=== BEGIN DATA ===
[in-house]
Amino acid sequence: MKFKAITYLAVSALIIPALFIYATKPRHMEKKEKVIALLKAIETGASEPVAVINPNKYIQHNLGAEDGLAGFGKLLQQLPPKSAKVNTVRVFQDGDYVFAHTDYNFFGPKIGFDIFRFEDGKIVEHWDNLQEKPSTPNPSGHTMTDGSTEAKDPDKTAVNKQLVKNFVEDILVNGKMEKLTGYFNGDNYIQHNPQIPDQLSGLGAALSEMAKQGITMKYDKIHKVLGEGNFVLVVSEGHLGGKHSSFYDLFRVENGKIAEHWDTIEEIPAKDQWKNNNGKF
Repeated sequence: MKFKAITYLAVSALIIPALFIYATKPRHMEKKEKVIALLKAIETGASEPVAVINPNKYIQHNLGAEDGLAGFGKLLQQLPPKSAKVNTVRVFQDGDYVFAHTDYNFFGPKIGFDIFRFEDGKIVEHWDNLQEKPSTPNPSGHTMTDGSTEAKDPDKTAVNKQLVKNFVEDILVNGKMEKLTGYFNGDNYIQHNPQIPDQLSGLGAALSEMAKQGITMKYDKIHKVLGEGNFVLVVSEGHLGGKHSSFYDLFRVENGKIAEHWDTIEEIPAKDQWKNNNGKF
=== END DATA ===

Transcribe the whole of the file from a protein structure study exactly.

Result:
[in-house]
Amino acid sequence: MKFKAITYLAVSALIIPALFIYATKPRHMEKKEKVIALLKAIETGASEPVAVINPNKYIQHNLGAEDGLAGFGKLLQQLPPKSAKVNTVRVFQDGDYVFAHTDYNFFGPKIGFDIFRFEDGKIVEHWDNLQEKPSTPNPSGHTMTDGSTEAKDPDKTAVNKQLVKNFVEDILVNGKMEKLTGYFNGDNYIQHNPQIPDQLSGLGAALSEMAKQGITMKYDKIHKVLGEGNFVLVVSEGHLGGKHSSFYDLFRVENGKIAEHWDTIEEIPAKDQWKNNNGKF
Repeated sequence: MKFKAITYLAVSALIIPALFIYATKPRHMEKKEKVIALLKAIETGASEPVAVINPNKYIQHNLGAEDGLAGFGKLLQQLPPKSAKVNTVRVFQDGDYVFAHTDYNFFGPKIGFDIFRFEDGKIVEHWDNLQEKPSTPNPSGHTMTDGSTEAKDPDKTAVNKQLVKNFVEDILVNGKMEKLTGYFNGDNYIQHNPQIPDQLSGLGAALSEMAKQGITMKYDKIHKVLGEGNFVLVVSEGHLGGKHSSFYDLFRVENGKIAEHWDTIEEIPAKDQWKNNNGKF